Recruiting & Scouting

BURNSTEIN OP-ED: Kentucky-signee & McDonalds All-American Young doesn't get enough least not around here

   | Scott Burnstein

BURNSTEIN OP-ED: Kentucky-signee & McDonalds All-American Young doesn't get enough least not around here

It seems that Rochester All-American boys basketball star James Young gets more love nationally, than he does locally.

Young, a 6-foot-6 ½ senior swingman and three-time first-team all-state selection at the high school level, will be playing in college at Kentucky, a member of what some experts are calling the greatest recruiting class ever.

He will conclude his time on the prep hardwood this week in the 36th annual McDonald’s All-American game at the United Center in Chicago, Illinois Wednesday night, the only player from the state of Michigan picked to participate in the prestigious affair. ranks him a Top 5 recruit in the country. Last summer, Young was chosen to play in the U.S. developmental program and was selected MVP the Nike Global Challenge in July, where he led a group of Midwest high school hoop standouts to a tournament championship in international competition.

Despite his elite resume, Young finished third in the voting for the state’s Mr. Basketball award, behind Flint Beecher’s Monte Morris (Iowa State) and Harper Woods Chandler Park Academy’s Derrick Walton, Jr. (Michigan).

When the Gatorade Player of the Year award was given out last week, Young was once again passed over – in favor of Walton, Jr.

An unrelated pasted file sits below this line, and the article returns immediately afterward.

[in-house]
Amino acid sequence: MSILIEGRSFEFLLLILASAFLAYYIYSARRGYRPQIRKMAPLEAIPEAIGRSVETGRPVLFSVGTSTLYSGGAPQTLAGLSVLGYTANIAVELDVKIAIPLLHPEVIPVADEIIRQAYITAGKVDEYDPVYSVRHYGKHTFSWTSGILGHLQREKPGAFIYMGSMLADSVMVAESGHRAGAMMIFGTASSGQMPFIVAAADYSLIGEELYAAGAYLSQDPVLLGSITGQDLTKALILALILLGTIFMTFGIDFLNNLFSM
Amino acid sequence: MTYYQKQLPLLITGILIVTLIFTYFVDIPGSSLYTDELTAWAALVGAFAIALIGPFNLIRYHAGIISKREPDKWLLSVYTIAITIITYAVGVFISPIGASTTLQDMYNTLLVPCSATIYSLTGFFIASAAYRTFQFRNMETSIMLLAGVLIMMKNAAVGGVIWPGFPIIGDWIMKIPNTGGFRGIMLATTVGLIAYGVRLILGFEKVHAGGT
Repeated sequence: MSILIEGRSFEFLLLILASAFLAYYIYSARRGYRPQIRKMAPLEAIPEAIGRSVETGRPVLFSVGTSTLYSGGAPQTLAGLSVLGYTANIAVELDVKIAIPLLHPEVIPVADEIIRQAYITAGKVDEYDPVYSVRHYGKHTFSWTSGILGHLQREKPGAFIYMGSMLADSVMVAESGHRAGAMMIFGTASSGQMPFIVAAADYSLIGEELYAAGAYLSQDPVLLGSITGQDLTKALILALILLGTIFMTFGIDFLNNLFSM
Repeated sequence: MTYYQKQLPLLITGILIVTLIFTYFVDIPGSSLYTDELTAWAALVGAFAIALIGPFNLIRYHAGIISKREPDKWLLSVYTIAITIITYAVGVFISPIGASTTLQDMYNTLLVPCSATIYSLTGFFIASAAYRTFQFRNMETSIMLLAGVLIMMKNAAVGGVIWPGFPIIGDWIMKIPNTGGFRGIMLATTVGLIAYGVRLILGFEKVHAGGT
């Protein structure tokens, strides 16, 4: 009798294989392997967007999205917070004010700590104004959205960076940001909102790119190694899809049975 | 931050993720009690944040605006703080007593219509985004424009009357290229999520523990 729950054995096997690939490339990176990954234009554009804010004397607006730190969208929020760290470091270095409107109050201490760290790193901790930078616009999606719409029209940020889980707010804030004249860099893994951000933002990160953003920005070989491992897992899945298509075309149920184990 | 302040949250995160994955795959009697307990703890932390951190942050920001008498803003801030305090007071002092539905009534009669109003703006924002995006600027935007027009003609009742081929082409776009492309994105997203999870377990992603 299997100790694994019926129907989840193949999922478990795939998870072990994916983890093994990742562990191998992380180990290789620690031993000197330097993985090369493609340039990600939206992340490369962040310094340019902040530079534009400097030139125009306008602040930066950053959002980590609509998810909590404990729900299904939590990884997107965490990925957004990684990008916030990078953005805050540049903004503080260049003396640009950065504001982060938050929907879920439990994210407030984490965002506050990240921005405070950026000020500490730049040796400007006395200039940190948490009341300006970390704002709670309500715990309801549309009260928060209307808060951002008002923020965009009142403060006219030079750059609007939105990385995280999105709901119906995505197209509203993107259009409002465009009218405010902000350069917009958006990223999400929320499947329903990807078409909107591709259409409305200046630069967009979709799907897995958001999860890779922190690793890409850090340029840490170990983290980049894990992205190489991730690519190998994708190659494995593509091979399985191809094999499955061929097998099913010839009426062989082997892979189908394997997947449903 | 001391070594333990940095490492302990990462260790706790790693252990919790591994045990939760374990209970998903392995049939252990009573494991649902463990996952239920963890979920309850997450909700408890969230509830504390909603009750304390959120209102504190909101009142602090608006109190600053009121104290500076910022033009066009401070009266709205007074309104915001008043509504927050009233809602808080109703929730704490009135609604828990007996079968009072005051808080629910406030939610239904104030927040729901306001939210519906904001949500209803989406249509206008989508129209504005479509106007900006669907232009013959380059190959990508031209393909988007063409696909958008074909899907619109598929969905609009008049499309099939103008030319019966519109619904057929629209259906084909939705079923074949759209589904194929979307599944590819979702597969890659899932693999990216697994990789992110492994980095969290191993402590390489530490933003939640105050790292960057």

Some in local cage circles whisper that he’s overrated. The fact that he transferred his senior year from Troy to Rochester didn’t help him in the popularity department.

Well, personally, I think it’s all ridiculous. Not to mention flat-out wrong.

Anyone who thinks he’s the state’s third-best player – represented by the Mr. Basketball tally – has to go and get their head examined.

There was absolutely no question he was the top player in the state, the most dangerous, the one you had to worry about the most.

Period. Point-blank, fact.

This is no slight against Morris and Walton, who I know are lethal talents in their own right and will most likely have knockout college careers.

But Young is at another level.

He’s the best high school player I’ve seen come through Metro Detroit since Chris Webber. His skill-set is rare and refined – he can shoot, score, finish, handle, create, defend and rebound. There are no flaws in his game, other than the fact that he is sometimes too unselfish on the court. And he’s the most coachable superstar I’ve ever come across, he doesn’t have a subversive bone in his body. He finished the 2013 season averaging a gaudy 26 points, 16 rebounds, five assists and five steals per outing.

That all said, he gets hated on hard-core.

While people around here appear to want to try and poke holes in Young’s arsenal (yes, he didn’t look in peak form in Rochester’s defeat at the hands of Detroit Southeastern in the Class A quarterfinals, yes he lost his head-to-head on-court match-up with Walton, Jr. back in December), scouts and experts without area affiliation call him a “once in a decade” type. In one recent “projection draft” put out by ESPN, Young is tabbed a future NBA first-round pick.

Only time will tell what becomes of this young man’s basketball career. The tools are without a doubt all there for a future making a living on the court.

I have enough confidence in his game to declare him a “can’t miss”, a shoe-in to have a chance at landing in the NBA. The way he competes is that legit.

And the people back home, the ones that doubted his abilities to succeed, will all be eating crow.